Outside of North America, a case study in Dhaka, Bangladesh (Lepawsky and Billah 2011) found recovery for reuse to be a dominant activity in the discard electronics recovery economy. Additionally, these authors found that other Asian countries, principally China, were by far the dominant sources of electronic discards into Bangladesh. That finding highlights two key issues: first, the important role of intra-regional trade between so-called ‘developing’ countries, and second, a need to question the basic premises of the dominant e-waste storyline.

Recent case studies from Africa further challenge the dominant e-waste storyline. For example, an ENGO preliminary study (which received acknowledge consultation by BAN) of Nairobi's e-waste situation reports that ‘[i]t can be assumed that 10% of all the refurbished computers imported in Kenya are non-recyclable and are therefore waste traded on or simply dumped to Kenya’ (Kiaka and Kamande nd, 3). The unstated corollary is that 90% of all refurbished computers imported into Kenya are recyclable. The report also states that one interviewee estimates that ‘5%–10% of what is bought from the warehouses is faulty and this is done deliberately by warehouse operators in a bid to dispose of the junk they import’ (p. 3). Again, the corollary is that between 90% and 95% of imported used electronics bought from warehouses is not faulty.

Recent studies available from The E-waste Africa Project (Anon nd-a) conducted under the auspices of the United Nations Environmental Programme and the Basel Secretariat provide additional evidence for a need to rethink the dominant e-waste storyline. A study in Ghana (Amoyaw-Osei et al. 2011) using data from the Ghana Customs, Excise and Prevention Services, interviews, field visits, surveys and stakeholder workshops states that:

imports into Ghana in 2009 added up to 215′000 tons and a per capita import of 9kg. About 30% comprised of new products and 70% second hand EEE [electrical and electronic equipment]. Around 15% of the second hand imports was estimated to be unsellable (i.e. would not respond to power, broken or outdated), a significant portion of which was destined directly to informal recycling. Another 20% of the imports can be serviced (re- paired/refurbished) to get them functioning.

Amoyaw-Osei et al. (2011, x)

The report also finds that ‘[o]f the 280′000 tons of obsolete devices generated in 2009 … [a]bout 171′000 tons of WEEE [waste electrical and electronic equipment] from consumers, repair shops and communal collection reached the informal recycling sector’ (pp. x–xi). What these findings mean, then, is that approximately 85% of second-hand imports to Ghana are sellable as used electronics, i.e. are not ‘waste’. It also means that more than half of WEEE in Ghana comes from domestic sources, rather than imports.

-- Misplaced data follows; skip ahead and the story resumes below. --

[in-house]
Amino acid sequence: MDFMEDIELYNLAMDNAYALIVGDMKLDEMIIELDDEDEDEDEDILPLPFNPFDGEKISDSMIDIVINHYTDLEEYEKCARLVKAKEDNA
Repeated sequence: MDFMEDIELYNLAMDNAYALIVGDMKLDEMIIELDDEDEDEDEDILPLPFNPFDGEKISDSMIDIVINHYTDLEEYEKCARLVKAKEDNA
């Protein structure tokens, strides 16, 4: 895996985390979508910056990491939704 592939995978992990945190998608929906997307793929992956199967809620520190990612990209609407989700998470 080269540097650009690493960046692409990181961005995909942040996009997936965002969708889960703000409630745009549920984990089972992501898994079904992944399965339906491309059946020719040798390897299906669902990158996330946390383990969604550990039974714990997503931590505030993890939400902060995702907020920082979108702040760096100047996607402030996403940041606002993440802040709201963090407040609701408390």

Also in West Africa, Manhart et al. (2011) using export data from Europe and fieldwork in Nigeria find that:

70% of all the imported used equipment is functional and is sold to consumers after testing. 70% of the non-functional share can be repaired within the major markets and is also sold to consumers. 9% of the total imports of used equipment is non-repairable and is directly passed on to collectors and recyclers.

Manhart et al. (2011, XII)

In other words, 91% of total imports of used electronics to Nigeria enter the country as functional or repairable equipment, not waste. A second study on Nigeria (Ogungbuyi et al. 2012) using similar methods finds that:

[a]pproximately 30% of second-hand imports were estimated to be non-functioning (therefore need to be declared as e-waste): half of this amount was repaired locally and sold to consumers and the other half was un-repairable. In the case of Nigeria, this was at least 100,000 tonnes of e-waste entering the country illegally in 2010.

Ogungbuyi et al. (2012, 3)

Thus, despite the report's references to ‘e-waste’, its own findings mean that 70% of second-hand imports are functioning. It also means that of the 30% that are non-functioning, half were repaired and sold locally, leaving 15% of total second-hand imports as non-functioning (and, by corollary, 85% functioning).